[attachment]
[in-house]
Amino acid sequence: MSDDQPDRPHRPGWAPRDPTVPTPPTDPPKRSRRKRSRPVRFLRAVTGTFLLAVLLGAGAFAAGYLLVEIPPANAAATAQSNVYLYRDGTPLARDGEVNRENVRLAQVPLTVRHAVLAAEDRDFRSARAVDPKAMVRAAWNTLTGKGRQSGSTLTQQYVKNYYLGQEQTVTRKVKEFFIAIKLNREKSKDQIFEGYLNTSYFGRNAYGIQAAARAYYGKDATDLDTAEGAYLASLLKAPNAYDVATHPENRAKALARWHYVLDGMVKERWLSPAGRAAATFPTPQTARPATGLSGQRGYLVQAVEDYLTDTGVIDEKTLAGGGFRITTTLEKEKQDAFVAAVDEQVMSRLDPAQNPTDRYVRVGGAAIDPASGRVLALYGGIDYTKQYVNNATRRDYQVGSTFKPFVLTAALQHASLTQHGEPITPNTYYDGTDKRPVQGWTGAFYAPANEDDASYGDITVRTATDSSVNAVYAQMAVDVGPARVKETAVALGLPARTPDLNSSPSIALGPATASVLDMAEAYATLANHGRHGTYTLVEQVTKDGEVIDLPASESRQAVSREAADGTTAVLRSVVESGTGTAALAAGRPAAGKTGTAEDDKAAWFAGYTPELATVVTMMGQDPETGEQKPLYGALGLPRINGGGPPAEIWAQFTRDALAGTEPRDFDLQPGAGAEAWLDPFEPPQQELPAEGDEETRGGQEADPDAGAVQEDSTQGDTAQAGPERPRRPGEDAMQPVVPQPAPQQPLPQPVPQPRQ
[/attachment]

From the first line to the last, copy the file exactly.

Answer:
[in-house]
Amino acid sequence: MSDDQPDRPHRPGWAPRDPTVPTPPTDPPKRSRRKRSRPVRFLRAVTGTFLLAVLLGAGAFAAGYLLVEIPPANAAATAQSNVYLYRDGTPLARDGEVNRENVRLAQVPLTVRHAVLAAEDRDFRSARAVDPKAMVRAAWNTLTGKGRQSGSTLTQQYVKNYYLGQEQTVTRKVKEFFIAIKLNREKSKDQIFEGYLNTSYFGRNAYGIQAAARAYYGKDATDLDTAEGAYLASLLKAPNAYDVATHPENRAKALARWHYVLDGMVKERWLSPAGRAAATFPTPQTARPATGLSGQRGYLVQAVEDYLTDTGVIDEKTLAGGGFRITTTLEKEKQDAFVAAVDEQVMSRLDPAQNPTDRYVRVGGAAIDPASGRVLALYGGIDYTKQYVNNATRRDYQVGSTFKPFVLTAALQHASLTQHGEPITPNTYYDGTDKRPVQGWTGAFYAPANEDDASYGDITVRTATDSSVNAVYAQMAVDVGPARVKETAVALGLPARTPDLNSSPSIALGPATASVLDMAEAYATLANHGRHGTYTLVEQVTKDGEVIDLPASESRQAVSREAADGTTAVLRSVVESGTGTAALAAGRPAAGKTGTAEDDKAAWFAGYTPELATVVTMMGQDPETGEQKPLYGALGLPRINGGGPPAEIWAQFTRDALAGTEPRDFDLQPGAGAEAWLDPFEPPQQELPAEGDEETRGGQEADPDAGAVQEDSTQGDTAQAGPERPRRPGEDAMQPVVPQPAPQQPLPQPVPQPRQ